Guess what? Amongst all the other chores we do, it now seems that how we wash our towels has been deemed newsworthy. Gosh, who knows what’ll be next? After more than 60-some-odd years of doing mountains of laundry, I find it astonishing that perhaps I’ve been doing it all wrong – at least when it comes to my towels. I’m curious as to what you’ll make of all the kerfuffle!

Resolving the rights and wrongs of towel washing might seem to be overcomplicating a seemingly straightforward subject, dontcha think?

But then, as you may recall, Seinfeld was a master at creating hilarious interpretations of everyday situations, and doing laundry was no exception. So we see no reason to restrain ourselves from treating the challenges of towel washing with anything less than the seriousness that process deserves.

There’s Method to Our Madness

Advances in both laundry detergent formulas and washing machine technology have transformed how we should wash most of our clothes and towels. According to Brian Sansoni, the senior vice president of communications for the American Cleaning Institute, “Most laundry can now be done in cold water. That should be the default.” And he advises us to include towels in that assessment.

His views on cold water washing – even for towels – were supported by Jessica Zinna, a senior scientist at Procter & Gamble, who estimates that “up to 90% of the energy used during the laundry process goes towards heating the wash water for warm or hot cycles.”

Ms. Zinna puts the savings from switching to cold water washing at about $150 a year and it’s not just your energy bill that will benefit.

Cold water reduces wear, tear and fading – so towels treated this way will last considerably longer than those subjected to the harsher, hotter alternative.

Another factor to consider when washing towels is the amount of detergent that’s used. More detergent doesn’t equal cleaner, according to the experts. An excess of detergent can leave towels impregnated with a sudsy residue which can cause skin irritation and leave towels dingy, mouldy and stiff. So read the guidelines on the cold-water detergent jug before over-doing the amount you pour into your washing machine.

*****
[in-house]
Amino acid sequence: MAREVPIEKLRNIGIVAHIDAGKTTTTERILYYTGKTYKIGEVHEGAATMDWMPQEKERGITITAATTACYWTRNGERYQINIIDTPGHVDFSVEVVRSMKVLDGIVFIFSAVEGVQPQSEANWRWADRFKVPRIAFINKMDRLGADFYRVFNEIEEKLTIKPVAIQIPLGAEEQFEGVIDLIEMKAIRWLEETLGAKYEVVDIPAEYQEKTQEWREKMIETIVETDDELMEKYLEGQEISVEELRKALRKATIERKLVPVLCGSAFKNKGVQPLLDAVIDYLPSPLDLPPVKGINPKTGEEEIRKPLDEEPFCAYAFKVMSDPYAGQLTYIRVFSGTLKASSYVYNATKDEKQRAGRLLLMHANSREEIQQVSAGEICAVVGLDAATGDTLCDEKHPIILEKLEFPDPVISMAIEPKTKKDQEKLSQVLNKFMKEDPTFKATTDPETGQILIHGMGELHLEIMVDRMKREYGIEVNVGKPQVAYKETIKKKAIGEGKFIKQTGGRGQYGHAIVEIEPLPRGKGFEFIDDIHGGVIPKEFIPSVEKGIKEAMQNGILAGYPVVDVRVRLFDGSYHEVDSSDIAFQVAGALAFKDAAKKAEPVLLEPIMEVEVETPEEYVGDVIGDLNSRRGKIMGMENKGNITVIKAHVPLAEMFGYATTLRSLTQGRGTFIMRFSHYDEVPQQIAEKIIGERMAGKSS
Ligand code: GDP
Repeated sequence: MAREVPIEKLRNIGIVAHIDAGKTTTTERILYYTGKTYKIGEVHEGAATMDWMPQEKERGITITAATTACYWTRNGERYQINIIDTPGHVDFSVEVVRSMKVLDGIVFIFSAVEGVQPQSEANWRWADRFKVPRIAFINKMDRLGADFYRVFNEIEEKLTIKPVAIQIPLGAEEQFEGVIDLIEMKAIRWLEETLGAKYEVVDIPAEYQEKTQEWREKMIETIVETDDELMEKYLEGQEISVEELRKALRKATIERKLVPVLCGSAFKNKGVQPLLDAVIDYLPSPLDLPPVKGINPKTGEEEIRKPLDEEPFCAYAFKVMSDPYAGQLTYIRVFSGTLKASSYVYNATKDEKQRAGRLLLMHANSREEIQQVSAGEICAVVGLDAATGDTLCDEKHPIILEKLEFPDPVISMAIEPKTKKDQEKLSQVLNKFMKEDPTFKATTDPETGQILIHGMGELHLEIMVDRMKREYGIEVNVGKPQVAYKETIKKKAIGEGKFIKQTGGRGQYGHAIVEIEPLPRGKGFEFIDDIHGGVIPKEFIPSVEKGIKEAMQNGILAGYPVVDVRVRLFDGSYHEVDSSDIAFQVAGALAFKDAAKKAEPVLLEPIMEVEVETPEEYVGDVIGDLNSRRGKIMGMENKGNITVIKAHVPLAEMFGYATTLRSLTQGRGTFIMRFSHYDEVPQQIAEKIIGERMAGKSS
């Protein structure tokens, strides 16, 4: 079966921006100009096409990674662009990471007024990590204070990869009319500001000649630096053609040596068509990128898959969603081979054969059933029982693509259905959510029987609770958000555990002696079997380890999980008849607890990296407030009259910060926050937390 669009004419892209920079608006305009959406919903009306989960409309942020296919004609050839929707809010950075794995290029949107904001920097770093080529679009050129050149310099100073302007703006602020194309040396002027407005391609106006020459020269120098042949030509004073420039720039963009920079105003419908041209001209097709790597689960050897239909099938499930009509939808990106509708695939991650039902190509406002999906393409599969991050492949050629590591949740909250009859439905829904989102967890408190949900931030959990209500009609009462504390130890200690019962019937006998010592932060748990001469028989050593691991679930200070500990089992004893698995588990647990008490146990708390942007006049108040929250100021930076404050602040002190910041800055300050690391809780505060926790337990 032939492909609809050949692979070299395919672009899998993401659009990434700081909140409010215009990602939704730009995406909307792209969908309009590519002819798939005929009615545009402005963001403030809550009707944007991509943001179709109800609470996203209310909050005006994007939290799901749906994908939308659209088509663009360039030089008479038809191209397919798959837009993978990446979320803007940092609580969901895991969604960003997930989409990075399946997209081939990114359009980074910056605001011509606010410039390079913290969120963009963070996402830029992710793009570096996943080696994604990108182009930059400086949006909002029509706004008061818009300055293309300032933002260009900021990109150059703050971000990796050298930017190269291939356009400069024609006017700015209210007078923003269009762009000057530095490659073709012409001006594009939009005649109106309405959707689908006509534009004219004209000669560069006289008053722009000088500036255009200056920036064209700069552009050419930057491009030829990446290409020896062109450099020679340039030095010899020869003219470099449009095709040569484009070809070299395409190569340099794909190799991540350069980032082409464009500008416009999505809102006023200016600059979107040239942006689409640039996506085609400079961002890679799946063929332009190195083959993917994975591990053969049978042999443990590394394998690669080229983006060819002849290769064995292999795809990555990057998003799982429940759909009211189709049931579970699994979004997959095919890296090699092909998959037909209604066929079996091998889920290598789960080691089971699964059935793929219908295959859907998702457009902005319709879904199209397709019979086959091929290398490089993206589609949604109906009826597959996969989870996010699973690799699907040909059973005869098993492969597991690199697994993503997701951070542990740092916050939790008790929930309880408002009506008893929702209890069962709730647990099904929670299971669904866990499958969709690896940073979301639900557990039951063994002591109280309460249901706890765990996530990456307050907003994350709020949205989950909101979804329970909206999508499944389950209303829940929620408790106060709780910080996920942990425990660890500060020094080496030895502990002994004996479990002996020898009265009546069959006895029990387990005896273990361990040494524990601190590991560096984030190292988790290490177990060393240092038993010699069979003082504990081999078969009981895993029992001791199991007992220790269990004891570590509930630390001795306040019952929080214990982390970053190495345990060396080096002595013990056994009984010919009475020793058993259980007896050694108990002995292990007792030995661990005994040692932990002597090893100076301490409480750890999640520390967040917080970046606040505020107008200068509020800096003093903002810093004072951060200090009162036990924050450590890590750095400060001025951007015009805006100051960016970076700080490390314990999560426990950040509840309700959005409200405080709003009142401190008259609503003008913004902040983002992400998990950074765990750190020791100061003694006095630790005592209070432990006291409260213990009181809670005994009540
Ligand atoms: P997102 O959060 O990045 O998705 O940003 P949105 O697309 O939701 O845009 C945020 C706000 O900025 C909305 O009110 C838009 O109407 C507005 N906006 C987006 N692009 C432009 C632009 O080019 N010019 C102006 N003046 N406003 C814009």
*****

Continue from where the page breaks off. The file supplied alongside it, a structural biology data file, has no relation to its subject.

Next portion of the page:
Another major enemy of successful towel washing – or laundry washing in general – is the use of fabric softener. Avoid it like the plague!

Liquid fabric softener and dryer sheets both leave a coating on towels that leaves them superficially fresh but filled with product build-up deep down, which makes them less absorbent. If you absolutely must insist on fresh washed towels that smell fragrant, use in-wash scent beads.

Towel Washing Frequency Guidelines

  • Bath towels should be washed after every three to five uses.
  • Hand towels should be changed every couple of days.
  • Kitchen towels that are used for drying clean dishes or hands should be changed every couple of days, and those that are used to wipe up spills or clean messes should be washed after every use.
  • Microfiber towels that are used for cleaning should be washed after every use.

Towel Drying Guidelines

  • When machine-drying towels, opt for the regular or automatic cycle, and use the machine’s moisture sensor, if that feature is available.
  • Over-drying towels will cause the material to deteriorate and fade.

Top-Rated Laundry Detergent

The online consumer product research platform yourbestdigs recently subjected a total of eight laundry detergents to 45 hours of research to “determine which of the top-rated laundry detergents on the market outperformed the rest.”

Their conclusion: “Our findings lead us to recommend Tide Coldwater Clean as the best laundry detergent available. It made our clothes come out brighter and smelling terrific, and best of all, this was achieved by washing in cold water. We found that Tide Coldwater Clean gives the most bang for your buck.” Try it for yourself, or let us know your favourite detergent and best laundry tips in the comments on Facebook!